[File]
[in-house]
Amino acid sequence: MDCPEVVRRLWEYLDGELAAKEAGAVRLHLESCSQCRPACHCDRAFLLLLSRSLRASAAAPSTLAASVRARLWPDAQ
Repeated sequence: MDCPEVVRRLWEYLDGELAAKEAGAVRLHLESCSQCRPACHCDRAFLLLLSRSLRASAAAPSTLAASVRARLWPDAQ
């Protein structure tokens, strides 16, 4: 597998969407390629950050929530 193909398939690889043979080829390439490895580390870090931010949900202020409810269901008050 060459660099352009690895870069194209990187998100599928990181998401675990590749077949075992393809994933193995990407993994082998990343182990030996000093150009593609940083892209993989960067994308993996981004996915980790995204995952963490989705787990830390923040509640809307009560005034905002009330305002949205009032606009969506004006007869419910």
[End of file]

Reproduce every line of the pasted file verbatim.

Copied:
[in-house]
Amino acid sequence: MDCPEVVRRLWEYLDGELAAKEAGAVRLHLESCSQCRPACHCDRAFLLLLSRSLRASAAAPSTLAASVRARLWPDAQ
Repeated sequence: MDCPEVVRRLWEYLDGELAAKEAGAVRLHLESCSQCRPACHCDRAFLLLLSRSLRASAAAPSTLAASVRARLWPDAQ
């Protein structure tokens, strides 16, 4: 597998969407390629950050929530 193909398939690889043979080829390439490895580390870090931010949900202020409810269901008050 060459660099352009690895870069194209990187998100599928990181998401675990590749077949075992393809994933193995990407993994082998990343182990030996000093150009593609940083892209993989960067994308993996981004996915980790995204995952963490989705787990830390923040509640809307009560005034905002009330305002949205009032606009969506004006007869419910």